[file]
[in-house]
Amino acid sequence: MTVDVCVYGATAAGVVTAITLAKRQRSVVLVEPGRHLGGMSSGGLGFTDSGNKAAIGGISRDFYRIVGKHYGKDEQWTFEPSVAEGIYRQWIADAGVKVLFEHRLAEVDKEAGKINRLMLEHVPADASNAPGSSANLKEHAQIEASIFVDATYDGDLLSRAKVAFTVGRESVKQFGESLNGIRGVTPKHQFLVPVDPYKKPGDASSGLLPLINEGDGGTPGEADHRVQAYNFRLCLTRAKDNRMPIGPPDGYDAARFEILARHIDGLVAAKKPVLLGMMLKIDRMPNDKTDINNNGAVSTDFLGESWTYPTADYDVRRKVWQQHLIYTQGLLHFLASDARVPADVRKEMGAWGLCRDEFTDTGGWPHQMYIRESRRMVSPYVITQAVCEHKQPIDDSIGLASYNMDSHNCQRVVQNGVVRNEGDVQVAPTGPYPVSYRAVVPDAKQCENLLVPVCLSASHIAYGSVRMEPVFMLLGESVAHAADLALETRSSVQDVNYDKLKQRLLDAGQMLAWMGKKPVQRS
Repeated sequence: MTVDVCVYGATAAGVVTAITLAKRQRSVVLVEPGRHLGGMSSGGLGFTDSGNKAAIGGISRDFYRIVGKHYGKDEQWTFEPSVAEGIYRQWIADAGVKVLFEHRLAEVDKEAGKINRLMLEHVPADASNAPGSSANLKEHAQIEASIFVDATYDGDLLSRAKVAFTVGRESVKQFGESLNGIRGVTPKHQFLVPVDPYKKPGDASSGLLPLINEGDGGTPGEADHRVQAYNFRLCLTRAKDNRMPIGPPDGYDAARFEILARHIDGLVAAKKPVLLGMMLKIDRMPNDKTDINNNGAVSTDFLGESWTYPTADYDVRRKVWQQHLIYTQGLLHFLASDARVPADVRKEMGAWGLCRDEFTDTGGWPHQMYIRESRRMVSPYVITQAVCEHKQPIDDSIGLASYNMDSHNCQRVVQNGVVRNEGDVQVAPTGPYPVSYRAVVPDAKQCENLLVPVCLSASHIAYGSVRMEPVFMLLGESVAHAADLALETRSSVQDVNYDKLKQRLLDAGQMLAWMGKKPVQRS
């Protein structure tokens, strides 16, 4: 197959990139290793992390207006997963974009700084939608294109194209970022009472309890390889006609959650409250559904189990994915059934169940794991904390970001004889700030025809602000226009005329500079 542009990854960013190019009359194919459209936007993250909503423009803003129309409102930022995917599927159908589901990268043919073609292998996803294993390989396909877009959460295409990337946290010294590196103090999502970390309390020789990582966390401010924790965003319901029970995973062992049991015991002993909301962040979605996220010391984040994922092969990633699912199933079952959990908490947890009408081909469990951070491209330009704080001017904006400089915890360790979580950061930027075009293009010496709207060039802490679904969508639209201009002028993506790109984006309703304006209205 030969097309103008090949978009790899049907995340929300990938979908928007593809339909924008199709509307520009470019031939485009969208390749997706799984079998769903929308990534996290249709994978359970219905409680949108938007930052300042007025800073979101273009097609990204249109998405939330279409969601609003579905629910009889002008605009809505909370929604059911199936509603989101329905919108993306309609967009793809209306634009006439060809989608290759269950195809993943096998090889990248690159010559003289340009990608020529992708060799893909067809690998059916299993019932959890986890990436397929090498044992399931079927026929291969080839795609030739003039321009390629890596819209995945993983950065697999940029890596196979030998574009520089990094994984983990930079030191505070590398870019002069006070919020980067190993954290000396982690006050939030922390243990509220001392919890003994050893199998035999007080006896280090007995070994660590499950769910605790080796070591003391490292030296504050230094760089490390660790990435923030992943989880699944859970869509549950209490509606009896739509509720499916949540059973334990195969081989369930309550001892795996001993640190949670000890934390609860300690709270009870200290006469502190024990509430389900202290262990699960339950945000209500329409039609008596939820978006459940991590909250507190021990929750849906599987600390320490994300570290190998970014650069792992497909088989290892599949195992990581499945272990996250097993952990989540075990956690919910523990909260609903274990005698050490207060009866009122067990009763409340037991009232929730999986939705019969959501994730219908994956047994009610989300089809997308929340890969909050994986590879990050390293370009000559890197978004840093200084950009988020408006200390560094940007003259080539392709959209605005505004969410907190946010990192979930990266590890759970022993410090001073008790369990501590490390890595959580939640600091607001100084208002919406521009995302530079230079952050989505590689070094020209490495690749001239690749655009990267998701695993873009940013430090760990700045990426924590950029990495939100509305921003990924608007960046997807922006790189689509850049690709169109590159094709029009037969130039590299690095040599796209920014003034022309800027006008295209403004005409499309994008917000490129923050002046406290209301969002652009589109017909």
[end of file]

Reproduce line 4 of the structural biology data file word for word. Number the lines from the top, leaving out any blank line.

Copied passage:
């Protein structure tokens, strides 16, 4: 197959990139290793992390207006997963974009700084939608294109194209970022009472309890390889006609959650409250559904189990994915059934169940794991904390970001004889700030025809602000226009005329500079 542009990854960013190019009359194919459209936007993250909503423009803003129309409102930022995917599927159908589901990268043919073609292998996803294993390989396909877009959460295409990337946290010294590196103090999502970390309390020789990582966390401010924790965003319901029970995973062992049991015991002993909301962040979605996220010391984040994922092969990633699912199933079952959990908490947890009408081909469990951070491209330009704080001017904006400089915890360790979580950061930027075009293009010496709207060039802490679904969508639209201009002028993506790109984006309703304006209205 030969097309103008090949978009790899049907995340929300990938979908928007593809339909924008199709509307520009470019031939485009969208390749997706799984079998769903929308990534996290249709994978359970219905409680949108938007930052300042007025800073979101273009097609990204249109998405939330279409969601609003579905629910009889002008605009809505909370929604059911199936509603989101329905919108993306309609967009793809209306634009006439060809989608290759269950195809993943096998090889990248690159010559003289340009990608020529992708060799893909067809690998059916299993019932959890986890990436397929090498044992399931079927026929291969080839795609030739003039321009390629890596819209995945993983950065697999940029890596196979030998574009520089990094994984983990930079030191505070590398870019002069006070919020980067190993954290000396982690006050939030922390243990509220001392919890003994050893199998035999007080006896280090007995070994660590499950769910605790080796070591003391490292030296504050230094760089490390660790990435923030992943989880699944859970869509549950209490509606009896739509509720499916949540059973334990195969081989369930309550001892795996001993640190949670000890934390609860300690709270009870200290006469502190024990509430389900202290262990699960339950945000209500329409039609008596939820978006459940991590909250507190021990929750849906599987600390320490994300570290190998970014650069792992497909088989290892599949195992990581499945272990996250097993952990989540075990956690919910523990909260609903274990005698050490207060009866009122067990009763409340037991009232929730999986939705019969959501994730219908994956047994009610989300089809997308929340890969909050994986590879990050390293370009000559890197978004840093200084950009988020408006200390560094940007003259080539392709959209605005505004969410907190946010990192979930990266590890759970022993410090001073008790369990501590490390890595959580939640600091607001100084208002919406521009995302530079230079952050989505590689070094020209490495690749001239690749655009990267998701695993873009940013430090760990700045990426924590950029990495939100509305921003990924608007960046997807922006790189689509850049690709169109590159094709029009037969130039590299690095040599796209920014003034022309800027006008295209403004005409499309994008917000490129923050002046406290209301969002652009589109017909």